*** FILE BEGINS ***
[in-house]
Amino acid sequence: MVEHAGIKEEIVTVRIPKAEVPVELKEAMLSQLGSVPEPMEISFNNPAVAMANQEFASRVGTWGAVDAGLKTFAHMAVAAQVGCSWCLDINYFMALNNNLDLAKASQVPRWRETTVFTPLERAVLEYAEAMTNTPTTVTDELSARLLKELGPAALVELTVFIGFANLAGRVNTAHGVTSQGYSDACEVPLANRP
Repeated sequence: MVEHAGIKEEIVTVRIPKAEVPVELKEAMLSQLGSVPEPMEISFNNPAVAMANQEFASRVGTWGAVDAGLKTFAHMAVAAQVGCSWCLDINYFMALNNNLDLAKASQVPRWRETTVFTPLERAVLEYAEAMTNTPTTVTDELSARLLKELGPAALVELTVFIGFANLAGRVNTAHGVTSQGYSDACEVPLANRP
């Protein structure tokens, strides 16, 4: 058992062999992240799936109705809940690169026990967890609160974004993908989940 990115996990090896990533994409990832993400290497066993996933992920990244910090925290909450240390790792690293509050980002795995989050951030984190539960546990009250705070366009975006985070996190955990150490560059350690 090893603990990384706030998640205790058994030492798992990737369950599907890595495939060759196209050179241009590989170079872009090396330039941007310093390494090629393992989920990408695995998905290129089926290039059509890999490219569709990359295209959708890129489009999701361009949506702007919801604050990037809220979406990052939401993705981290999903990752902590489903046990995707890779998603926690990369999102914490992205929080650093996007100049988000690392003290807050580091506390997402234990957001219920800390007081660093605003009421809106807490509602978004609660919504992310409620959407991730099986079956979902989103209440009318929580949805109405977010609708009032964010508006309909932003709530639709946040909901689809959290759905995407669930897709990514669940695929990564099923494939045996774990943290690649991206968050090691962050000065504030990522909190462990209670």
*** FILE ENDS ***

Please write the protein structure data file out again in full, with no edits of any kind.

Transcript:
[in-house]
Amino acid sequence: MVEHAGIKEEIVTVRIPKAEVPVELKEAMLSQLGSVPEPMEISFNNPAVAMANQEFASRVGTWGAVDAGLKTFAHMAVAAQVGCSWCLDINYFMALNNNLDLAKASQVPRWRETTVFTPLERAVLEYAEAMTNTPTTVTDELSARLLKELGPAALVELTVFIGFANLAGRVNTAHGVTSQGYSDACEVPLANRP
Repeated sequence: MVEHAGIKEEIVTVRIPKAEVPVELKEAMLSQLGSVPEPMEISFNNPAVAMANQEFASRVGTWGAVDAGLKTFAHMAVAAQVGCSWCLDINYFMALNNNLDLAKASQVPRWRETTVFTPLERAVLEYAEAMTNTPTTVTDELSARLLKELGPAALVELTVFIGFANLAGRVNTAHGVTSQGYSDACEVPLANRP
């Protein structure tokens, strides 16, 4: 058992062999992240799936109705809940690169026990967890609160974004993908989940 990115996990090896990533994409990832993400290497066993996933992920990244910090925290909450240390790792690293509050980002795995989050951030984190539960546990009250705070366009975006985070996190955990150490560059350690 090893603990990384706030998640205790058994030492798992990737369950599907890595495939060759196209050179241009590989170079872009090396330039941007310093390494090629393992989920990408695995998905290129089926290039059509890999490219569709990359295209959708890129489009999701361009949506702007919801604050990037809220979406990052939401993705981290999903990752902590489903046990995707890779998603926690990369999102914490992205929080650093996007100049988000690392003290807050580091506390997402234990957001219920800390007081660093605003009421809106807490509602978004609660919504992310409620959407991730099986079956979902989103209440009318929580949805109405977010609708009032964010508006309909932003709530639709946040909901689809959290759905995407669930897709990514669940695929990564099923494939045996774990943290690649991206968050090691962050000065504030990522909190462990209670």